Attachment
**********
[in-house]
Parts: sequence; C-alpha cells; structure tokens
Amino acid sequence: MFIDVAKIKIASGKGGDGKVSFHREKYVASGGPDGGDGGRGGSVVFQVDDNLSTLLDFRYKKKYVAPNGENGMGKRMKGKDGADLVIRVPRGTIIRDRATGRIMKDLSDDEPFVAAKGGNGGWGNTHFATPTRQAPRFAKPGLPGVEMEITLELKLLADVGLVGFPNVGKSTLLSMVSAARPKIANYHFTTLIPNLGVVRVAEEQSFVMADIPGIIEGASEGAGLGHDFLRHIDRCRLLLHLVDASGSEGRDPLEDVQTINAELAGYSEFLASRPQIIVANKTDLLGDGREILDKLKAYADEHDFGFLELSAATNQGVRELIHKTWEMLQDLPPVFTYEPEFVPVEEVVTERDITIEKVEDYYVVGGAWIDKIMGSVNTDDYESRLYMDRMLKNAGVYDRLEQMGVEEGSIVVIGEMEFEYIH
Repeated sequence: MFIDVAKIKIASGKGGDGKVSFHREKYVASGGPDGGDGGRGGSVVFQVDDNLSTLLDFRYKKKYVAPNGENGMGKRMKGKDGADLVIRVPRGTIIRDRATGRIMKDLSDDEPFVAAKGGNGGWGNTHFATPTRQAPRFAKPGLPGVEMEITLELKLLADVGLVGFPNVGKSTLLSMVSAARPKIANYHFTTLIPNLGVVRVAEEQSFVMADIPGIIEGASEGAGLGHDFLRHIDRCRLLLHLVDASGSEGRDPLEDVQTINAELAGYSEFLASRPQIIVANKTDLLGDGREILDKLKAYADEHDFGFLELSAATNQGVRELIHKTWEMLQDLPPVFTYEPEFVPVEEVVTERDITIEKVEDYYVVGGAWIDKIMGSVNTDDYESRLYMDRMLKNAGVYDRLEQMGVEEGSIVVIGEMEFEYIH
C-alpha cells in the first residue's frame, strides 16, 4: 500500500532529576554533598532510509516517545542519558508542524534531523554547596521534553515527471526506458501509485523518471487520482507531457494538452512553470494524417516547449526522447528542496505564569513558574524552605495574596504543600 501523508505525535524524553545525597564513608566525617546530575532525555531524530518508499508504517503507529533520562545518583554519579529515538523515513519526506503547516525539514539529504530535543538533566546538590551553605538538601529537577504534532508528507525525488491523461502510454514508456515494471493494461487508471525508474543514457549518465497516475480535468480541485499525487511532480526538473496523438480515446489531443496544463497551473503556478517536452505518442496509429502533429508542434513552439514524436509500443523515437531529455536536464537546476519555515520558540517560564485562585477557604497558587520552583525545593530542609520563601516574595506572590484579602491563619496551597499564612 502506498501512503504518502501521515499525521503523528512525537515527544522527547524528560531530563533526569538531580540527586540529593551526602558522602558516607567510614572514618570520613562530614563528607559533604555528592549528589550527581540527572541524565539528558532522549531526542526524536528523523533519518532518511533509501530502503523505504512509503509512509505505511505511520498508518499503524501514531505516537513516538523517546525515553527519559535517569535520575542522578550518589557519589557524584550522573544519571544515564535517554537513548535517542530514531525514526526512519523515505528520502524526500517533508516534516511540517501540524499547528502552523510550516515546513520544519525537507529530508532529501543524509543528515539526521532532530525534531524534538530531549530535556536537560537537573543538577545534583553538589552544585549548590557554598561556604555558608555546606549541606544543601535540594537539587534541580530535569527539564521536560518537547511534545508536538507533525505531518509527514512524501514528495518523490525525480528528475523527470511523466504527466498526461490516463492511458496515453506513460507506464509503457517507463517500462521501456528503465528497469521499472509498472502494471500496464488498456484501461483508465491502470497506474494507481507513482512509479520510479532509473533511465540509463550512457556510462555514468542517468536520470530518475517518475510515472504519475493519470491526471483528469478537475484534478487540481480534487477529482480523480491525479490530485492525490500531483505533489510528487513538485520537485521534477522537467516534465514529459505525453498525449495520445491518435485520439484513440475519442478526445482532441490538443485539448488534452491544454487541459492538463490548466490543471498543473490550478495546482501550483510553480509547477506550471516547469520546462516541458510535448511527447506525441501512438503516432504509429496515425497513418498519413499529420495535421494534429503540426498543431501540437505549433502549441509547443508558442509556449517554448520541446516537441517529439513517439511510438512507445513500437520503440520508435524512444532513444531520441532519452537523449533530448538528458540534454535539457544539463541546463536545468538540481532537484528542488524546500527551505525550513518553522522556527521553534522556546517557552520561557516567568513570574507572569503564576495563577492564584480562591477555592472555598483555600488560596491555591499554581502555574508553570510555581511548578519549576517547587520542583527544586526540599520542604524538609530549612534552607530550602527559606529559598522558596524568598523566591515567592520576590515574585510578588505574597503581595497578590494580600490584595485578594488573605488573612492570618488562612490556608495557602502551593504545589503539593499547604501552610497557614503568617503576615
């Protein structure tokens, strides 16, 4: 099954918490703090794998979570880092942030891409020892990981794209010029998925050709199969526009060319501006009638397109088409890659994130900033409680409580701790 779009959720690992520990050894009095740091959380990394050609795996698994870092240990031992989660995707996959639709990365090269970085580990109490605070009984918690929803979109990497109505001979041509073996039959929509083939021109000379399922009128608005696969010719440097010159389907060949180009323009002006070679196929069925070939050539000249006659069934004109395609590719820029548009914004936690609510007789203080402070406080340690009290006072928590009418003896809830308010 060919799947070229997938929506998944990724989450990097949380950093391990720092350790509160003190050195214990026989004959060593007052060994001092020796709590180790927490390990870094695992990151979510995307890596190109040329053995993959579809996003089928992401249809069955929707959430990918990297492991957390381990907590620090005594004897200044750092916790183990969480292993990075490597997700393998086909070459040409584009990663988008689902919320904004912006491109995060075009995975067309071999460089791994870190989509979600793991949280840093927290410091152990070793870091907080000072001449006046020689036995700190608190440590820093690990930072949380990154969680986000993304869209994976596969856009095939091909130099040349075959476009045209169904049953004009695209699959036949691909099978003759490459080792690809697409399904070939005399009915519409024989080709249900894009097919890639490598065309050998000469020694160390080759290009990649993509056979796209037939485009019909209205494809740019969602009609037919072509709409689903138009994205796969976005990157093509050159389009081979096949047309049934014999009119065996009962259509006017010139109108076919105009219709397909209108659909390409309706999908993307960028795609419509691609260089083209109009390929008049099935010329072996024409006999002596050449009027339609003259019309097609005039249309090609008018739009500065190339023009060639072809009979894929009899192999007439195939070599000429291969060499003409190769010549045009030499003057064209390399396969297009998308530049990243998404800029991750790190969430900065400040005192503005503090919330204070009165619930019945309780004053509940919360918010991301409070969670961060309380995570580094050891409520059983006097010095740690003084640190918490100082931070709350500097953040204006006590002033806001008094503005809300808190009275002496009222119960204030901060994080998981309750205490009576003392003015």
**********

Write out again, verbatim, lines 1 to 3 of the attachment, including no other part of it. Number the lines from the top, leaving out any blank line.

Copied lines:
[in-house]
Parts: sequence; C-alpha cells; structure tokens
Amino acid sequence: MFIDVAKIKIASGKGGDGKVSFHREKYVASGGPDGGDGGRGGSVVFQVDDNLSTLLDFRYKKKYVAPNGENGMGKRMKGKDGADLVIRVPRGTIIRDRATGRIMKDLSDDEPFVAAKGGNGGWGNTHFATPTRQAPRFAKPGLPGVEMEITLELKLLADVGLVGFPNVGKSTLLSMVSAARPKIANYHFTTLIPNLGVVRVAEEQSFVMADIPGIIEGASEGAGLGHDFLRHIDRCRLLLHLVDASGSEGRDPLEDVQTINAELAGYSEFLASRPQIIVANKTDLLGDGREILDKLKAYADEHDFGFLELSAATNQGVRELIHKTWEMLQDLPPVFTYEPEFVPVEEVVTERDITIEKVEDYYVVGGAWIDKIMGSVNTDDYESRLYMDRMLKNAGVYDRLEQMGVEEGSIVVIGEMEFEYIH